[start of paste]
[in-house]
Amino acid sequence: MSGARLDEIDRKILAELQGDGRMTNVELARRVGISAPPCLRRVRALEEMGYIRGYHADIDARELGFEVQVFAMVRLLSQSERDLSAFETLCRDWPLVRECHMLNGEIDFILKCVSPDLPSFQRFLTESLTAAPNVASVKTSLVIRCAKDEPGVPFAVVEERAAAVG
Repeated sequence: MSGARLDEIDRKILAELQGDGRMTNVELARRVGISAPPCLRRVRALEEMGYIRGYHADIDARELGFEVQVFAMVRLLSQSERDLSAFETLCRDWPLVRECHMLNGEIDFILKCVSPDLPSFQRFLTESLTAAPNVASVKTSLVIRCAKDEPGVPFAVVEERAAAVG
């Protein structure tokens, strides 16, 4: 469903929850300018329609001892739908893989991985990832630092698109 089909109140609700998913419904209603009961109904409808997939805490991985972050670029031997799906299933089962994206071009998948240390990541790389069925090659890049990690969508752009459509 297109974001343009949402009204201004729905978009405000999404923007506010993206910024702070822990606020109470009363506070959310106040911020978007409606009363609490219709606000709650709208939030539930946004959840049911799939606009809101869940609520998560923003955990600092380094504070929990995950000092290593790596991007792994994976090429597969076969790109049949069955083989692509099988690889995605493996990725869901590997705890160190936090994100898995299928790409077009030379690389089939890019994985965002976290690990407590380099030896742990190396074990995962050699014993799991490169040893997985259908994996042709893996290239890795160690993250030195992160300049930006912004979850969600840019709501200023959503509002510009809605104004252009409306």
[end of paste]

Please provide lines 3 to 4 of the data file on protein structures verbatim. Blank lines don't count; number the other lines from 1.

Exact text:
Repeated sequence: MSGARLDEIDRKILAELQGDGRMTNVELARRVGISAPPCLRRVRALEEMGYIRGYHADIDARELGFEVQVFAMVRLLSQSERDLSAFETLCRDWPLVRECHMLNGEIDFILKCVSPDLPSFQRFLTESLTAAPNVASVKTSLVIRCAKDEPGVPFAVVEERAAAVG
């Protein structure tokens, strides 16, 4: 469903929850300018329609001892739908893989991985990832630092698109 089909109140609700998913419904209603009961109904409808997939805490991985972050670029031997799906299933089962994206071009998948240390990541790389069925090659890049990690969508752009459509 297109974001343009949402009204201004729905978009405000999404923007506010993206910024702070822990606020109470009363506070959310106040911020978007409606009363609490219709606000709650709208939030539930946004959840049911799939606009809101869940609520998560923003955990600092380094504070929990995950000092290593790596991007792994994976090429597969076969790109049949069955083989692509099988690889995605493996990725869901590997705890160190936090994100898995299928790409077009030379690389089939890019994985965002976290690990407590380099030896742990190396074990995962050699014993799991490169040893997985259908994996042709893996290239890795160690993250030195992160300049930006912004979850969600840019709501200023959503509002510009809605104004252009409306």